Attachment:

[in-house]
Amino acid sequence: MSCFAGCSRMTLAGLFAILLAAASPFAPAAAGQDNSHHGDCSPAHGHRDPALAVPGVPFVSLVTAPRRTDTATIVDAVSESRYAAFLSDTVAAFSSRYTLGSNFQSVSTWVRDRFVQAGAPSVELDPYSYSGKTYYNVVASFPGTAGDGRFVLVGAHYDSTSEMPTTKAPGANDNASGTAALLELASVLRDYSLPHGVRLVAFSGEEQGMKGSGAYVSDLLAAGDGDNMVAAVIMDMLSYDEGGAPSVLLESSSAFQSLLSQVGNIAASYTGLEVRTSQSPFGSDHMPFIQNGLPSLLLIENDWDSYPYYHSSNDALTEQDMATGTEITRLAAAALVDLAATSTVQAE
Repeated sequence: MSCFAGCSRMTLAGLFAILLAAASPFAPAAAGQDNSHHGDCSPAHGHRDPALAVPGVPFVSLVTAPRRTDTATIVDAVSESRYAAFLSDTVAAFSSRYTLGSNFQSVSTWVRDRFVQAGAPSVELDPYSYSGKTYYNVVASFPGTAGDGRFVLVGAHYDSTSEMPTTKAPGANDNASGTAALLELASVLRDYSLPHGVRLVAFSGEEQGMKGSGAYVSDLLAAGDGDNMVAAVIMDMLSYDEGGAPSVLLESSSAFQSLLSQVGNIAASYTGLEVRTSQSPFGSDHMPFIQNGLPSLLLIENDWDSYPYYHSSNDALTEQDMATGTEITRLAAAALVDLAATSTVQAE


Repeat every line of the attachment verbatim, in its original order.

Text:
[in-house]
Amino acid sequence: MSCFAGCSRMTLAGLFAILLAAASPFAPAAAGQDNSHHGDCSPAHGHRDPALAVPGVPFVSLVTAPRRTDTATIVDAVSESRYAAFLSDTVAAFSSRYTLGSNFQSVSTWVRDRFVQAGAPSVELDPYSYSGKTYYNVVASFPGTAGDGRFVLVGAHYDSTSEMPTTKAPGANDNASGTAALLELASVLRDYSLPHGVRLVAFSGEEQGMKGSGAYVSDLLAAGDGDNMVAAVIMDMLSYDEGGAPSVLLESSSAFQSLLSQVGNIAASYTGLEVRTSQSPFGSDHMPFIQNGLPSLLLIENDWDSYPYYHSSNDALTEQDMATGTEITRLAAAALVDLAATSTVQAE
Repeated sequence: MSCFAGCSRMTLAGLFAILLAAASPFAPAAAGQDNSHHGDCSPAHGHRDPALAVPGVPFVSLVTAPRRTDTATIVDAVSESRYAAFLSDTVAAFSSRYTLGSNFQSVSTWVRDRFVQAGAPSVELDPYSYSGKTYYNVVASFPGTAGDGRFVLVGAHYDSTSEMPTTKAPGANDNASGTAALLELASVLRDYSLPHGVRLVAFSGEEQGMKGSGAYVSDLLAAGDGDNMVAAVIMDMLSYDEGGAPSVLLESSSAFQSLLSQVGNIAASYTGLEVRTSQSPFGSDHMPFIQNGLPSLLLIENDWDSYPYYHSSNDALTEQDMATGTEITRLAAAALVDLAATSTVQAE